Davidson learned the tight end position behind All America selection Seth Hebert for two seasons, then came into his own as a downfield threat in a pro-style offense when Hebert left in 2019. Then came COVID: the Central Missouri Mules were one week away from their season opener when the NCAA and lower-level conferences began cancelling entire seasons.

The Mules kept practicing through October while trying to schedule scrimmages or exhibitions against other schools before finally pulling the plug on football in mid-autumn.

The silver lining of the cancelled season was that Davidson spent weeks working with new offensive coordinator Lucas Lueders, who emphasized option routes and pre-snaps reads in installation sessions for games which never happened. “It allowed me to see the game from a different perspective,” Davidson said.

As a small-program standout with only one year of starting experience at tight end, Davidson is understandably raw by NFL standards. On the other hand, he has done things no other tight end prospect has ever done. For example, imagine sprinting down the field on deep routes on second and third down, only to have to catch your breath and mentally collect yourself to punt while teammates are jogging off the field on fourth down.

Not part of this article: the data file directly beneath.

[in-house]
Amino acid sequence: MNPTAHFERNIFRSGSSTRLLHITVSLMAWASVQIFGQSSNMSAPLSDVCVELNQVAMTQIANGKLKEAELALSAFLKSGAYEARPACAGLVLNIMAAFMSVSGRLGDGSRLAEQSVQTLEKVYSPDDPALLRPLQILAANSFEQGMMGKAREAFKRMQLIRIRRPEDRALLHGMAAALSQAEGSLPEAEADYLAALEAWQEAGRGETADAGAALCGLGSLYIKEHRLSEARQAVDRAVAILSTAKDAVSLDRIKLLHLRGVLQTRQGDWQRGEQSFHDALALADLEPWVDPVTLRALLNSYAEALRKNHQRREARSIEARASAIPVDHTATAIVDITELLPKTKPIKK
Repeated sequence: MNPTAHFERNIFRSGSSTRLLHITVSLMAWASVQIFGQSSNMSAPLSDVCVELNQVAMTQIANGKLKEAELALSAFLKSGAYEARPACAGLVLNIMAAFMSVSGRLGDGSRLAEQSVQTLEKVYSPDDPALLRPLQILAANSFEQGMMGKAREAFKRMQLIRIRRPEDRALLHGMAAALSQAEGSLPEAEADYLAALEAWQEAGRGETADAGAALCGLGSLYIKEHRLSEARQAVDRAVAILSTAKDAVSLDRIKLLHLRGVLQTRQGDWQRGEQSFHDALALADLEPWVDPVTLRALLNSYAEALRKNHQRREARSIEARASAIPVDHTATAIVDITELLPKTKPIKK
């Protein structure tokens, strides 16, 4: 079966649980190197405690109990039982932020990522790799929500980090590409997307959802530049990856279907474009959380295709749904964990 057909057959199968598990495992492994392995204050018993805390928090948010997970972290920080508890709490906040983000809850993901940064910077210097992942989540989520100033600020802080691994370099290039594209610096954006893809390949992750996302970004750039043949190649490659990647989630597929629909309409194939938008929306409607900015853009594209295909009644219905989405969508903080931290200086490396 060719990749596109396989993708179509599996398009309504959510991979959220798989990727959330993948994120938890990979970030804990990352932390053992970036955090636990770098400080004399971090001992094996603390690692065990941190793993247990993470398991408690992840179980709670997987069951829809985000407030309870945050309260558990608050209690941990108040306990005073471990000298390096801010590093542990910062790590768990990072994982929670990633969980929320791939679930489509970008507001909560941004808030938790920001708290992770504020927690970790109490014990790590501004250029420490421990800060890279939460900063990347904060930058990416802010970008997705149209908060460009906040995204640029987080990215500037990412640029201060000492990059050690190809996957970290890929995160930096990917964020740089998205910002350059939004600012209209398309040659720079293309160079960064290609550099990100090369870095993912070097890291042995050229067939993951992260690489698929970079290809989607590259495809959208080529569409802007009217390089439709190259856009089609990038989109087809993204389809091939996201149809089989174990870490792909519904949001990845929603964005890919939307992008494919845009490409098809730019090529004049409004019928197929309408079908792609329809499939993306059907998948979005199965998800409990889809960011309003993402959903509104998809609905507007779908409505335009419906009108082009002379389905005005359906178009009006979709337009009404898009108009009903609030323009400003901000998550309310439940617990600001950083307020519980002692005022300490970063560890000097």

“It’s the toughest part of my game,” Davidson admitted. “It took me a second at the start of the season to figure it out. But being able to hone my breathing and calm myself down really allowed me to better play the game mentally.”

Davidson grew up watching Tony Gonzalez and says he has watched Travis Kelce film “an ungodly number of times.” He has also been studying up on George Kittle, Andrew Waller, Mike Gesicki and others. “Knowing that I have only played one season, I have a lot of growing to do. So I want to have as many tools in my bag as I can,” he said.

Davidson projects as a mid-round developmental tight end, like small-school products Dallas Goedert (Eagles) and Adam Trautman (Saints) before him. He’s a project, but most of the tight ends in the 2021 draft beyond Florida’s Kyle Pitts are projects.

Few of the others have Davidson’s combination of size and open-field agility. And after a year in which NFL teams were forced to use practice squad wide receivers as quarterbacks, the ability to stash an emergency punter on the tight end depth chart may be an appealing bonus for some teams.

In fact, about two dozen teams met with Davidson during the College Gridiron Showcase. And many of them sounded interested in the tale of a prep punter who became an All America tight end, while remaining a punter.

“I definitely feel like I had the most intriguing story,” Davidson said.

Sure. At least until some wide receiver/placekicker comes along.

Year of the Jets

There’s a reasonable chance that the New York Jets potentially might not screw up this year’s draft for themselves. Probably. Maybe.

Sorry. When being optimistic about the Jets, it’s best to pile on the qualifiers.